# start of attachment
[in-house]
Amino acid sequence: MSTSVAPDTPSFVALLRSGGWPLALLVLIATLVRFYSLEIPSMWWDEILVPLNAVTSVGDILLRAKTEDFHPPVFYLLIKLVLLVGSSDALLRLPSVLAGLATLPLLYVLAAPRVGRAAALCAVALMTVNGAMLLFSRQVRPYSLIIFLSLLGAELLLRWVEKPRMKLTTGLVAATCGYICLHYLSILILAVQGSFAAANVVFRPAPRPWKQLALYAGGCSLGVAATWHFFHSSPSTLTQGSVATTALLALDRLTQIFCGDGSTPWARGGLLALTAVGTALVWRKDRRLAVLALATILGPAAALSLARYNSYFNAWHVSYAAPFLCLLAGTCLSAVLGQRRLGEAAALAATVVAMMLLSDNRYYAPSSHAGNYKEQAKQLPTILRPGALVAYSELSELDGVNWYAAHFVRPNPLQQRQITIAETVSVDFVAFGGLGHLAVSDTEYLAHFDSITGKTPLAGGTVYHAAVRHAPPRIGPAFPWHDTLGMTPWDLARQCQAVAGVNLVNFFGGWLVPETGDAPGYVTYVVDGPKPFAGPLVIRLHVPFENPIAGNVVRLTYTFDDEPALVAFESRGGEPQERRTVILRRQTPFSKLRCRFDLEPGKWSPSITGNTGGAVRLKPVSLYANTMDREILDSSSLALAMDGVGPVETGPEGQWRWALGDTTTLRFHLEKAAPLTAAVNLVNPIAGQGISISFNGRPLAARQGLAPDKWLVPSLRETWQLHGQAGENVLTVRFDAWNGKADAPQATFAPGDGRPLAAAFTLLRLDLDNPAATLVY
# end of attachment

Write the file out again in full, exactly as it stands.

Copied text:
[in-house]
Amino acid sequence: MSTSVAPDTPSFVALLRSGGWPLALLVLIATLVRFYSLEIPSMWWDEILVPLNAVTSVGDILLRAKTEDFHPPVFYLLIKLVLLVGSSDALLRLPSVLAGLATLPLLYVLAAPRVGRAAALCAVALMTVNGAMLLFSRQVRPYSLIIFLSLLGAELLLRWVEKPRMKLTTGLVAATCGYICLHYLSILILAVQGSFAAANVVFRPAPRPWKQLALYAGGCSLGVAATWHFFHSSPSTLTQGSVATTALLALDRLTQIFCGDGSTPWARGGLLALTAVGTALVWRKDRRLAVLALATILGPAAALSLARYNSYFNAWHVSYAAPFLCLLAGTCLSAVLGQRRLGEAAALAATVVAMMLLSDNRYYAPSSHAGNYKEQAKQLPTILRPGALVAYSELSELDGVNWYAAHFVRPNPLQQRQITIAETVSVDFVAFGGLGHLAVSDTEYLAHFDSITGKTPLAGGTVYHAAVRHAPPRIGPAFPWHDTLGMTPWDLARQCQAVAGVNLVNFFGGWLVPETGDAPGYVTYVVDGPKPFAGPLVIRLHVPFENPIAGNVVRLTYTFDDEPALVAFESRGGEPQERRTVILRRQTPFSKLRCRFDLEPGKWSPSITGNTGGAVRLKPVSLYANTMDREILDSSSLALAMDGVGPVETGPEGQWRWALGDTTTLRFHLEKAAPLTAAVNLVNPIAGQGISISFNGRPLAARQGLAPDKWLVPSLRETWQLHGQAGENVLTVRFDAWNGKADAPQATFAPGDGRPLAAAFTLLRLDLDNPAATLVY